Also keep in mind that just because parents might be professionals or be able to talk educational theory does not mean they can do your job. You are highly trained. You are skilled at forming relationships with students. You are skilled at recognizing the needs of 25 students all in the same day (and usually all at the same time)! You are professional and intelligent even if you use first grade words all day!

You are great and your superpower is teaching!

MeshellThornleyA K-State College of Education graduate, Meshell is a gifted facilitator for Manhattan-Ogden schools. She has worked in gifted education for the past 12 years. A mother of two children who attend Manhattan-Ogden schools, she is currently working on a graduate degree in Building Leadership in K-State’s College of Education.




When the Honeymoon is Over.



The grind has started. New shoes are scuffed, knees in students’ jeans are starting to fade a bit, and the five extra minutes of sleep is worth more than the latte at the local coffee shop. Welcome to the REALITY WEEKS.

What’s different?

TIME… the beginning of the school year began after weeks of anticipation, Pinterest and preparation for your honeymoon, er…classroom. Now it seems that time is a commodity that is more valuable than you ever dreamed.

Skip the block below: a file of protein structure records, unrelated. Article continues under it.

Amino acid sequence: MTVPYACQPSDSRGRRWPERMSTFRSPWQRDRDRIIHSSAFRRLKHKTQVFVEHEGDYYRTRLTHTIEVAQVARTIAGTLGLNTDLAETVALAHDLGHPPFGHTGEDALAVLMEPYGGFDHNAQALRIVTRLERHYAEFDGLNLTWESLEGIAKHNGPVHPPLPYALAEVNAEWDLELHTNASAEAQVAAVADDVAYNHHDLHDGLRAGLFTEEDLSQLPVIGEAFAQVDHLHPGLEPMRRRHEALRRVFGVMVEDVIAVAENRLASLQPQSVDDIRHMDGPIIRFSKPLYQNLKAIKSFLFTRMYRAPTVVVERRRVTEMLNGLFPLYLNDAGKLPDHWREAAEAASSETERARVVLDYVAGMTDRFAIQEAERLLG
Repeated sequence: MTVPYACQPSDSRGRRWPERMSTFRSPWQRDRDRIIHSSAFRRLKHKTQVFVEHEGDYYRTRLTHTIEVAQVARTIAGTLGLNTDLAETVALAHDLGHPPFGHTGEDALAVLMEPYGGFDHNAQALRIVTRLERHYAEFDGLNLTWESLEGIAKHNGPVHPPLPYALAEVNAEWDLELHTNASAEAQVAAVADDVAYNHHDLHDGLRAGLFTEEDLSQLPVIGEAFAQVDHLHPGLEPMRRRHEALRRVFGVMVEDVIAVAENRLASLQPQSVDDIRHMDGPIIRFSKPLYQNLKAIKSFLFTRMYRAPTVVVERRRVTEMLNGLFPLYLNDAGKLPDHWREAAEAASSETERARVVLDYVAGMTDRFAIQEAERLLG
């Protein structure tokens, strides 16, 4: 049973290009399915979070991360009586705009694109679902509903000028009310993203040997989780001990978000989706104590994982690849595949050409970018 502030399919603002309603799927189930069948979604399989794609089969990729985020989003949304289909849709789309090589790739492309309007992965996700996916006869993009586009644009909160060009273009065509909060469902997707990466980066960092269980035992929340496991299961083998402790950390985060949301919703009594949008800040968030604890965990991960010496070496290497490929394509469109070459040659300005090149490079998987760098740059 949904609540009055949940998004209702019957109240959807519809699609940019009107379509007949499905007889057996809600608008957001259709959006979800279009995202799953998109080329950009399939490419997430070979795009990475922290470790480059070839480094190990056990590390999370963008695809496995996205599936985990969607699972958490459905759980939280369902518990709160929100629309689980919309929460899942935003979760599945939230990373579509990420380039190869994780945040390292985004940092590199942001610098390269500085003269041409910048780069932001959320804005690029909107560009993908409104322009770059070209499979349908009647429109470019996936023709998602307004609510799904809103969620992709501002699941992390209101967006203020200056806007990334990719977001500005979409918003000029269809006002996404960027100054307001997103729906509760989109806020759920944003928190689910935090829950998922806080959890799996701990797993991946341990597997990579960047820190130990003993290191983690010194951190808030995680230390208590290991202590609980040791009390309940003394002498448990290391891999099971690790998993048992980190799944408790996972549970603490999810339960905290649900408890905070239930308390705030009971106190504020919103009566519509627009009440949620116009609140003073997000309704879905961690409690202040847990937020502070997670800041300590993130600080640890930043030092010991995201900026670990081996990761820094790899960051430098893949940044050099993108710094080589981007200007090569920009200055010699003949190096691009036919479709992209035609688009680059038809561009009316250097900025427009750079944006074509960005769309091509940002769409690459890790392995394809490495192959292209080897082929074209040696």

MONEY…you may not have the first paycheck of the year yet–if you have, it may have depleted quickly as you purchased personal and professional items that were long overdue.

You have gone from an outsider to an insider, and the view may be markedly different than you had anticipated.

So just like a relationship gone stale, it is important to know and understand ways to keep a vital, vibrant, engaging classroom on track:

  1. Keep the classroom alive. Look around. Have you changed the seating arrangement yet? Have you moved your desk? Can you see your desk? If parent conferences were tonight, would the room look inviting and tidy? In this Scholastic Article on organizing physical space, Linda Shalaway discusses ways to keep your classroom student-centered grades K-12.